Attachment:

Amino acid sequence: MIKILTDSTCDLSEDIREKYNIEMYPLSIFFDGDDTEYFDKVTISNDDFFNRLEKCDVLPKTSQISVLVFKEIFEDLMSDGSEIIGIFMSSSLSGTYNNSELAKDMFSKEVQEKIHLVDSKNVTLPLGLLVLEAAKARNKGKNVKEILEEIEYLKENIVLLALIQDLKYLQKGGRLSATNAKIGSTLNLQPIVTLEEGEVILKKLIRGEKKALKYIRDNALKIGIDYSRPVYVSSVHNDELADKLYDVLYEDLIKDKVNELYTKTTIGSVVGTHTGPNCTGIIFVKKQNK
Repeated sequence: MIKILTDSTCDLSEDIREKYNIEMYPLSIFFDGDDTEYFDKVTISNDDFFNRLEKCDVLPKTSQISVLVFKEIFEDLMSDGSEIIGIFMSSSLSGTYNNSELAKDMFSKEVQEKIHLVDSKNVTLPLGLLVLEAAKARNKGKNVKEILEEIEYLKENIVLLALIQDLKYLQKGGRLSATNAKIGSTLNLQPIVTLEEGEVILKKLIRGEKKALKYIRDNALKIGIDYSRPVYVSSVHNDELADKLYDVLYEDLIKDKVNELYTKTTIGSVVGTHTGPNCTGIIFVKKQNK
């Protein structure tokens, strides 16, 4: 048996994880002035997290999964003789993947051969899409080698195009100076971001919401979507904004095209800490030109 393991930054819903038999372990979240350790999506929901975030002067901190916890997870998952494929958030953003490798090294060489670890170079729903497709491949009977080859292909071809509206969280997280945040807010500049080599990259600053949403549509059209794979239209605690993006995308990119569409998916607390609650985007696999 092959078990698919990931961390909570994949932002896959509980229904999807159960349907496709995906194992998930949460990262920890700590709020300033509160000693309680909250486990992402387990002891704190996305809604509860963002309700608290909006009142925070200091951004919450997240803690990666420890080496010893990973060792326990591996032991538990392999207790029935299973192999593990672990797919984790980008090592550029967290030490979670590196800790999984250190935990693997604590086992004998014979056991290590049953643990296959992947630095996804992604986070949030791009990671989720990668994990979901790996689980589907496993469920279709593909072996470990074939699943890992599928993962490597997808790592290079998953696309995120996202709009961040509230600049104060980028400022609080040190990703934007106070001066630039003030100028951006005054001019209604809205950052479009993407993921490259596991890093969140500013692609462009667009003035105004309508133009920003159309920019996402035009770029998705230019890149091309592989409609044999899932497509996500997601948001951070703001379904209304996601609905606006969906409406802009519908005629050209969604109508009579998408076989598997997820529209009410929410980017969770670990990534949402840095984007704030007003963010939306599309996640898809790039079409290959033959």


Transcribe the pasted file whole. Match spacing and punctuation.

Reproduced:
Amino acid sequence: MIKILTDSTCDLSEDIREKYNIEMYPLSIFFDGDDTEYFDKVTISNDDFFNRLEKCDVLPKTSQISVLVFKEIFEDLMSDGSEIIGIFMSSSLSGTYNNSELAKDMFSKEVQEKIHLVDSKNVTLPLGLLVLEAAKARNKGKNVKEILEEIEYLKENIVLLALIQDLKYLQKGGRLSATNAKIGSTLNLQPIVTLEEGEVILKKLIRGEKKALKYIRDNALKIGIDYSRPVYVSSVHNDELADKLYDVLYEDLIKDKVNELYTKTTIGSVVGTHTGPNCTGIIFVKKQNK
Repeated sequence: MIKILTDSTCDLSEDIREKYNIEMYPLSIFFDGDDTEYFDKVTISNDDFFNRLEKCDVLPKTSQISVLVFKEIFEDLMSDGSEIIGIFMSSSLSGTYNNSELAKDMFSKEVQEKIHLVDSKNVTLPLGLLVLEAAKARNKGKNVKEILEEIEYLKENIVLLALIQDLKYLQKGGRLSATNAKIGSTLNLQPIVTLEEGEVILKKLIRGEKKALKYIRDNALKIGIDYSRPVYVSSVHNDELADKLYDVLYEDLIKDKVNELYTKTTIGSVVGTHTGPNCTGIIFVKKQNK
């Protein structure tokens, strides 16, 4: 048996994880002035997290999964003789993947051969899409080698195009100076971001919401979507904004095209800490030109 393991930054819903038999372990979240350790999506929901975030002067901190916890997870998952494929958030953003490798090294060489670890170079729903497709491949009977080859292909071809509206969280997280945040807010500049080599990259600053949403549509059209794979239209605690993006995308990119569409998916607390609650985007696999 092959078990698919990931961390909570994949932002896959509980229904999807159960349907496709995906194992998930949460990262920890700590709020300033509160000693309680909250486990992402387990002891704190996305809604509860963002309700608290909006009142925070200091951004919450997240803690990666420890080496010893990973060792326990591996032991538990392999207790029935299973192999593990672990797919984790980008090592550029967290030490979670590196800790999984250190935990693997604590086992004998014979056991290590049953643990296959992947630095996804992604986070949030791009990671989720990668994990979901790996689980589907496993469920279709593909072996470990074939699943890992599928993962490597997808790592290079998953696309995120996202709009961040509230600049104060980028400022609080040190990703934007106070001066630039003030100028951006005054001019209604809205950052479009993407993921490259596991890093969140500013692609462009667009003035105004309508133009920003159309920019996402035009770029998705230019890149091309592989409609044999899932497509996500997601948001951070703001379904209304996601609905606006969906409406802009519908005629050209969604109508009579998408076989598997997820529209009410929410980017969770670990990534949402840095984007704030007003963010939306599309996640898809790039079409290959033959």